Industry Association Governance: Volkswagen publicly discloses a list of its industry associations on its memberships, but it does not provide any further details of the company's role within each organization's governing bodies, nor its influence over their climate change policy positions. Volkswagen has not published an audit of its alignment with its trade associations. Volkswagen’s CEO, Herbert Diess, sits on the board of both European Automobile Manufacturers Association (ACEA) and the German Automotive Association (VDA). It is worth noting, however, that Volkswagen has publicly distanced itself from the VDA on several occasions, for example in March 2019 when Volkswagen reportedly threatened to withdraw from the VDA due to the association's failure to promote electric vehicles. Additionally, evidence from 2021 suggests that VW has been internally pushing ACEA to advocate for more ambitious EU policies around the electrification of vehicles and vehicle CO2 standards. The company is also a member of numerous groups, which have opposed climate policies including Business Europe, the US-based Alliance for Automotive Innovation, and the Society of Motor Manufacturers and Traders (SMMT).

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Strength of Relationship
STRONG
 
 
 
 
 
 
 
WEAK
 
50%
 
50%
 
41%
 
41%
 
45%
 
45%
 
41%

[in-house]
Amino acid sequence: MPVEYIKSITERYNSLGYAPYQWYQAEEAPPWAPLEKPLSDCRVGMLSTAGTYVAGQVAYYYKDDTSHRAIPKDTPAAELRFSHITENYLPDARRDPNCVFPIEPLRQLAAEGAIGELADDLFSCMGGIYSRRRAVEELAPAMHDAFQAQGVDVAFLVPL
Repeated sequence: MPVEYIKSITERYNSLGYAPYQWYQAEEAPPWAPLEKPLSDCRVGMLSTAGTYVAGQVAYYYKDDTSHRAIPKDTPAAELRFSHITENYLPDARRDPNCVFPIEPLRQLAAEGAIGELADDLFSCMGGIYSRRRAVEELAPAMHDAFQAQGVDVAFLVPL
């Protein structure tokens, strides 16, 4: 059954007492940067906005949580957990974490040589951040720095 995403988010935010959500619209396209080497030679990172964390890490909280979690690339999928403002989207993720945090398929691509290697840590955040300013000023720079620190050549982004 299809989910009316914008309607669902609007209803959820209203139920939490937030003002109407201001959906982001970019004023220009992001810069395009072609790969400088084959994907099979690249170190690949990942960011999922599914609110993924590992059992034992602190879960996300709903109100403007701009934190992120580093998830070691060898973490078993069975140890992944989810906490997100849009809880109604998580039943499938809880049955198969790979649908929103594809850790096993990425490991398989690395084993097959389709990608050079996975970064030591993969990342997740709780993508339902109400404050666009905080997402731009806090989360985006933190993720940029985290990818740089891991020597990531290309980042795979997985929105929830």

41%
 
48%
 
48%
 
36%
 
36%
 
54%
 
54%
 
43%
 
43%
 
67%
 
67%
 
54%
 
54%
 
72%
 
72%
 
67%
 
67%
 
75%
 
75%

How to Read our Relationship Score Map

In this section, we depict graphically the relationships the corporation has with trade associations, federations, advocacy groups and other third parties who may be acting on their behalf to influence climate change policy. Each of the columns above represents one relationship the corporation appears to have with such a third party. In these columns, the top, dark section represents the strength of the relationship the corporation has with the influencer. For example if a corporation's senior executive also held a key role in the trade association, we would deem this to be a strong relationship and it would be on the far left of the chart above, with the weaker ones to the right. Click on these grey shaded upper sections for details of these relationships. The middle section contains a link to the organization score details of the influencer concerned, so you can see the details of its climate change policy influence. Click on the middle sections for for details of the trade associations. The lower section contains the organization score of that influencer, the lower the more negatively it is influencing climate policy.